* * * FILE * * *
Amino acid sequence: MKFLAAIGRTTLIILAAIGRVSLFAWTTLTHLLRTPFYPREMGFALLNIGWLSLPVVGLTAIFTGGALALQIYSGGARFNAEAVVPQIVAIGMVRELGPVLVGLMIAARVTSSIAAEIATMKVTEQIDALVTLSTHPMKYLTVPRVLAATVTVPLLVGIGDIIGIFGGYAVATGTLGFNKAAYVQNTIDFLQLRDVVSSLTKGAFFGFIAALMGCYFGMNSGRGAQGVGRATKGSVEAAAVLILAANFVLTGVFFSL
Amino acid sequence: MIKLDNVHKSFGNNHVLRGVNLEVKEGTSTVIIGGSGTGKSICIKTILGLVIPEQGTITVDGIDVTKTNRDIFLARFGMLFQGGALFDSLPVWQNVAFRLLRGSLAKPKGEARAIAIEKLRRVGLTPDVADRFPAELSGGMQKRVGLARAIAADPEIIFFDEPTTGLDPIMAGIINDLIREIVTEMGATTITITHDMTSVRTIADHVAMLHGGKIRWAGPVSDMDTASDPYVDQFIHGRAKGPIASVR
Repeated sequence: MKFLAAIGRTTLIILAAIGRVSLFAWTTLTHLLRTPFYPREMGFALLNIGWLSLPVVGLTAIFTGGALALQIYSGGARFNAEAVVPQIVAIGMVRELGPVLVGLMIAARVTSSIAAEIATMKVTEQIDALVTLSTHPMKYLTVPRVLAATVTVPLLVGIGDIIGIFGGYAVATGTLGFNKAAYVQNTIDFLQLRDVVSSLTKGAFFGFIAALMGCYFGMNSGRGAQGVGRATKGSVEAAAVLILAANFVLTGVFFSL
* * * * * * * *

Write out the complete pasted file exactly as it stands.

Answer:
Amino acid sequence: MKFLAAIGRTTLIILAAIGRVSLFAWTTLTHLLRTPFYPREMGFALLNIGWLSLPVVGLTAIFTGGALALQIYSGGARFNAEAVVPQIVAIGMVRELGPVLVGLMIAARVTSSIAAEIATMKVTEQIDALVTLSTHPMKYLTVPRVLAATVTVPLLVGIGDIIGIFGGYAVATGTLGFNKAAYVQNTIDFLQLRDVVSSLTKGAFFGFIAALMGCYFGMNSGRGAQGVGRATKGSVEAAAVLILAANFVLTGVFFSL
Amino acid sequence: MIKLDNVHKSFGNNHVLRGVNLEVKEGTSTVIIGGSGTGKSICIKTILGLVIPEQGTITVDGIDVTKTNRDIFLARFGMLFQGGALFDSLPVWQNVAFRLLRGSLAKPKGEARAIAIEKLRRVGLTPDVADRFPAELSGGMQKRVGLARAIAADPEIIFFDEPTTGLDPIMAGIINDLIREIVTEMGATTITITHDMTSVRTIADHVAMLHGGKIRWAGPVSDMDTASDPYVDQFIHGRAKGPIASVR
Repeated sequence: MKFLAAIGRTTLIILAAIGRVSLFAWTTLTHLLRTPFYPREMGFALLNIGWLSLPVVGLTAIFTGGALALQIYSGGARFNAEAVVPQIVAIGMVRELGPVLVGLMIAARVTSSIAAEIATMKVTEQIDALVTLSTHPMKYLTVPRVLAATVTVPLLVGIGDIIGIFGGYAVATGTLGFNKAAYVQNTIDFLQLRDVVSSLTKGAFFGFIAALMGCYFGMNSGRGAQGVGRATKGSVEAAAVLILAANFVLTGVFFSL